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Governor signs high-speed rail conflict-of-interest measure

September 28, 2012 |  1:54 pm

An illustration of a proposed bullet train station. Credit: California High-Speed Rail Authority
Gov. Jerry Brown has signed a bill that requires state high-speed rail officials to disclose their financial investments and eliminates a loophole that created potential conflicts of interest for the project’s board members.

The legislation by Assemblyman Jerry Hill (D-San Mateo) requires members of the California High-Speed Rail Authority board to comply with the financial disclosure and conflict provisions of the California Political Reform Act.

The measure further states that contractors and subcontractors, such as consultants, must disclose their financial interests if they are hired by the authority to conduct peer review studies.

“As we go forward with one of the biggest public works projects in the nation,” Hill said, “we need to ensure there is maximum transparency and prevent conflicts of interests.”

Hill said his measure, which was signed by Brown on Thursday evening and will take effect in January, stems from reports published in the Los Angeles Times in 2010 and 2012.

The first report revealed that authority board members were not required to comply with the same conflict-of-interest requirements of other governmental bodies, such as the California Coastal Commission and the California Public Utilities Commission.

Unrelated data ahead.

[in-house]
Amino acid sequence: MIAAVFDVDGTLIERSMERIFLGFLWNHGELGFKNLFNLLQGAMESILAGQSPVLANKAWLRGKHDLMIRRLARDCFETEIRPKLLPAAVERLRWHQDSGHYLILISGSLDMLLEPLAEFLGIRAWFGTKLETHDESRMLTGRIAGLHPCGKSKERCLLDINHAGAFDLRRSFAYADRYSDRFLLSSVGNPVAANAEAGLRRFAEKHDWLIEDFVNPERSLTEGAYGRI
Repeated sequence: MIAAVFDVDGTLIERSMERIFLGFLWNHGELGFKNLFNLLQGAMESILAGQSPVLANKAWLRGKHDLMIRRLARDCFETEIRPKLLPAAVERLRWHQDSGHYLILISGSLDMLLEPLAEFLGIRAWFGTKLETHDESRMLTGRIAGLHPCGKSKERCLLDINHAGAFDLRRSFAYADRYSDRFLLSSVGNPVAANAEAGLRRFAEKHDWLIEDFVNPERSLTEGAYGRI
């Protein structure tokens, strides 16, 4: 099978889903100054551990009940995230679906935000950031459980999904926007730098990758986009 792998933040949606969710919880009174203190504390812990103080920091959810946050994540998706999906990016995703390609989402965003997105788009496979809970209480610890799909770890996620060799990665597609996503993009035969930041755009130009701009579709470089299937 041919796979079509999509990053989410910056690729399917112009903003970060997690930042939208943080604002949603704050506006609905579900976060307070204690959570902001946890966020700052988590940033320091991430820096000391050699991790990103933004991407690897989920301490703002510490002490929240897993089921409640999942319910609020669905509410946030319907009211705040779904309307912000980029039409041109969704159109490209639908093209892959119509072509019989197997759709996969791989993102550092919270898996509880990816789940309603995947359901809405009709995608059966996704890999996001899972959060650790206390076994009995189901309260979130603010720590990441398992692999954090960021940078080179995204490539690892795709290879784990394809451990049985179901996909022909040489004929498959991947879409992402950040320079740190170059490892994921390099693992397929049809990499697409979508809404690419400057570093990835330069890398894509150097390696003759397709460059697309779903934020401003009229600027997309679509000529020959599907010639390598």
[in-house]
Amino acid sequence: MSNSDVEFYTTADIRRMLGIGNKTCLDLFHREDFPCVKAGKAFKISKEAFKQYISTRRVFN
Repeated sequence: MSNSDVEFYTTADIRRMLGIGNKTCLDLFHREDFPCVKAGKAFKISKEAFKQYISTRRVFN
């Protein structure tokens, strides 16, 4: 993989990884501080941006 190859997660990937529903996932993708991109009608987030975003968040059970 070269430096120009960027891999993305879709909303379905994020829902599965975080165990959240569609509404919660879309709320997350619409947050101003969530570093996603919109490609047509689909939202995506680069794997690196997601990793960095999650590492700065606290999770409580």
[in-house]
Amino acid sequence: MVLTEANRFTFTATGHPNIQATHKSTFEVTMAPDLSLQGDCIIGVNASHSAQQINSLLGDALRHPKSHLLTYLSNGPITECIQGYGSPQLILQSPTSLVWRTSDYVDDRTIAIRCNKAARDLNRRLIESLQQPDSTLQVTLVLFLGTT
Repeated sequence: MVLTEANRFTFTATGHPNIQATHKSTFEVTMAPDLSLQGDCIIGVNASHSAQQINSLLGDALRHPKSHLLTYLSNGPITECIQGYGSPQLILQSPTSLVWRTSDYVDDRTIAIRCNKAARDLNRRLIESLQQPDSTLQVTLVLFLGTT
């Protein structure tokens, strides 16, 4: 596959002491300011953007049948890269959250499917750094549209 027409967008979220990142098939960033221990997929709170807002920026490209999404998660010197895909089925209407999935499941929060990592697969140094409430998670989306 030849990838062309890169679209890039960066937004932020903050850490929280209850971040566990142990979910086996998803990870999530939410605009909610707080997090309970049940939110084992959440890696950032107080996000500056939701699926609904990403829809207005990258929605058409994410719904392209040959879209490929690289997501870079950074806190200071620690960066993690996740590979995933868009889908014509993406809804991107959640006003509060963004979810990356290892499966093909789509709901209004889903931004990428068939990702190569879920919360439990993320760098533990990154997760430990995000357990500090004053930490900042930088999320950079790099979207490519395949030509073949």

The report disclosed that two board members received more than $10,000 in consulting fees from firms with financial interests in the high-speed rail project. Both were not required at the time to recuse themselves from participating in, discussing or voting on matters related to those companies. 

The other report revealed that a transportation expert hired to do an independent review of ridership forecasts had worked for the company that prepared the estimates and had a close relationship with one of the firm’s top executives.

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-- Dan Weikel

Photo: An illustration of a proposed bullet train station. Credit: California High-Speed Rail Authority

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